Tabetha Noel-Ratcliff is a 15 year-old girl who has always dreamed of playing in the marching band.
The freshman at Northwest High School had practiced the French horn for years, and she wanted to make the switch to the mellophone, a similar instrument musicians prefer for marching. Unfortunately, her right hand was not quite up for this.
Tabetha was born with symbrachydactyly, a condition that means while she has full control over her right arm, her hand and fingers aren’t fully developed. As you can imagine, this makes playing an instrument very hard.
“It’s a little more bumps, up and down,” she said. “Makes it harder to play, and also it’s just harder to balance.”
Seeing how much Tabetha was struggling, her band teacher reached out to the school’s STEM-focused robotics teacher, who immediately knew the student to go to. Clark Strong is a 16 year-old student who had never met Tabetha, but he was still eager to help her. He has been mastering the 3-D printing ever since his grandfather gave one to him a few years ago, and he immediately agreed to take on the project without receiving class credit for it.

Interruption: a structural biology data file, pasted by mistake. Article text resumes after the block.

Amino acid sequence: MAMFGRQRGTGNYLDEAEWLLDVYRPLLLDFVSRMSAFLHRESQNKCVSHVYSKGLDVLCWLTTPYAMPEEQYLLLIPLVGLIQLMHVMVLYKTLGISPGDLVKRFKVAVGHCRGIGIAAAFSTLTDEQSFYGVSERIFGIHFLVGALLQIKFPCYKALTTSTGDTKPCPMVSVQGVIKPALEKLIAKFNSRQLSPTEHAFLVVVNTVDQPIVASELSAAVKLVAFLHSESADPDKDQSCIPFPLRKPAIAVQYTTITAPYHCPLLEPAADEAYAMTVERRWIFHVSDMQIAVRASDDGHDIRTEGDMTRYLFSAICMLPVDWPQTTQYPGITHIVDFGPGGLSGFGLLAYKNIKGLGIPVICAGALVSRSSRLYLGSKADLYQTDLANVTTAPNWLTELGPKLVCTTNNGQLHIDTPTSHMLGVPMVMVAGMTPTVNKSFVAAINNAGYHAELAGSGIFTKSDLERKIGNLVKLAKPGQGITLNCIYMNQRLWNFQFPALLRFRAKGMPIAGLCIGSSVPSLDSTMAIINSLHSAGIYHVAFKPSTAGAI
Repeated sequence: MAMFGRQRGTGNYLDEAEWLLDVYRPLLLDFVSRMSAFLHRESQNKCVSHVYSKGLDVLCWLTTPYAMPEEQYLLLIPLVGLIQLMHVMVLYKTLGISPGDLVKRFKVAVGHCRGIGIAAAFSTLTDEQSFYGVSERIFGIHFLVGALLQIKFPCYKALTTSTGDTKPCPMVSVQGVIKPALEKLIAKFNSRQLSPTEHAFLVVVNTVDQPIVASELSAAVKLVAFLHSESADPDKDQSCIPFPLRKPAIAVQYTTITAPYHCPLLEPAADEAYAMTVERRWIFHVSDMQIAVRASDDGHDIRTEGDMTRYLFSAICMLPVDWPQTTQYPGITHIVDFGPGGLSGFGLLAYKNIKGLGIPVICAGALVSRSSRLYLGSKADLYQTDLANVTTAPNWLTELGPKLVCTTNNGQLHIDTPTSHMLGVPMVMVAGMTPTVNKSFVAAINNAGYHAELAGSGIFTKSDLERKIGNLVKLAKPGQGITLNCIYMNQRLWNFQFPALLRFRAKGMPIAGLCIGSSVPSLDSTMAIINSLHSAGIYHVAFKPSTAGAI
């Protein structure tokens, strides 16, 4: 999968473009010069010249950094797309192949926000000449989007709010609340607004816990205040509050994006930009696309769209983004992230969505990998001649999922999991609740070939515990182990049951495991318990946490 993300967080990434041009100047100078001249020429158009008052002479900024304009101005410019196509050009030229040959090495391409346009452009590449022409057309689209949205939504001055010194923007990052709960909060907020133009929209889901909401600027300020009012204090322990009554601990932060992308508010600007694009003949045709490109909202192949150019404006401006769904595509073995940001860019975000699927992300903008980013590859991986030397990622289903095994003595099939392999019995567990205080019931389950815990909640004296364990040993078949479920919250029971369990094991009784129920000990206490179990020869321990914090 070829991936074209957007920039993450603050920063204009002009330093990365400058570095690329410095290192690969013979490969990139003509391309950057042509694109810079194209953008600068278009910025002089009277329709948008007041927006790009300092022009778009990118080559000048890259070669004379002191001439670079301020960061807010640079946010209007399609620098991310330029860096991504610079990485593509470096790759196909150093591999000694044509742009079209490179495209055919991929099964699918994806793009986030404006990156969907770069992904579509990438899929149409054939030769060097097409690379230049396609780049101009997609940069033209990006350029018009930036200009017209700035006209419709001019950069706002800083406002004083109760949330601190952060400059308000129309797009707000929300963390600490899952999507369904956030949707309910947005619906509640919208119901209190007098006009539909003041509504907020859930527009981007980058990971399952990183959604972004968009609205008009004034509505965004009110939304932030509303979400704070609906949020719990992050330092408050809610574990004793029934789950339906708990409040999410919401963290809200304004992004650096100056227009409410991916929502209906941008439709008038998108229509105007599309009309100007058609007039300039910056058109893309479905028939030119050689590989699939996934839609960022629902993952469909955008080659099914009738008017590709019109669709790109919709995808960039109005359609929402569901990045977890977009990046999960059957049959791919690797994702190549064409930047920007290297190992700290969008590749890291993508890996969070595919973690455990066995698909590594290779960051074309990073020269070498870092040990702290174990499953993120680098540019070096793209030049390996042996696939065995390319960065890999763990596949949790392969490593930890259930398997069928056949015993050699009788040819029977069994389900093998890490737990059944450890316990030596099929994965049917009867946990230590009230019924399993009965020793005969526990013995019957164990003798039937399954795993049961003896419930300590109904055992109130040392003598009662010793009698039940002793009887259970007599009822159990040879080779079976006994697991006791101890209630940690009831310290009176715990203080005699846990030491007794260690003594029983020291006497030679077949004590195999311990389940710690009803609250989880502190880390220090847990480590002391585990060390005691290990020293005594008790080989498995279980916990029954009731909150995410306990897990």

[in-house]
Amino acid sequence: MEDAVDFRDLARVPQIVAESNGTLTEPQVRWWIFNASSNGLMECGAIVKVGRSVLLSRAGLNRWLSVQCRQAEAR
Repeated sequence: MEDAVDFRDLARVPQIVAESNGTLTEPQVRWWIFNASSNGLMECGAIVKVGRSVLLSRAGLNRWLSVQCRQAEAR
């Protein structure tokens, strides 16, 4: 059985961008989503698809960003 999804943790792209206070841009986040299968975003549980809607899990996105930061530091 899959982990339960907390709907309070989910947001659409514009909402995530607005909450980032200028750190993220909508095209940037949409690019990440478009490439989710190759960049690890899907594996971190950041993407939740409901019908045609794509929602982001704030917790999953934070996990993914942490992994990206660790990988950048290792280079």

After studying the way Tabetha played, Clark designed a prosthetic that would help her balance her instrument. Using his 3-D printer, Clark then made a hard plastic device that Tabetha now uses to follow her dream of playing music in the marching band.
“If there weren’t people that did stuff out of the kindness of their heart, I wouldn’t have a prosthetic,” she said. “I wouldn’t be doing as good in band.”
Clark was touched to see Tabetha actually participating in the marching band thanks to his creation.
“To know that you’re able to help someone, it’s very rewarding,” he said.
His feelings watching Tabetha were even stronger because his grandfather could not be there.
“He passed away a little over a year ago,” Clark said. “It has been very helpful to be able to sort of carry on his legacy in this 3-D printing. And it’s kind of why I keep doing it: to be able to help others, but to also honor him.”
Find out more in the video below.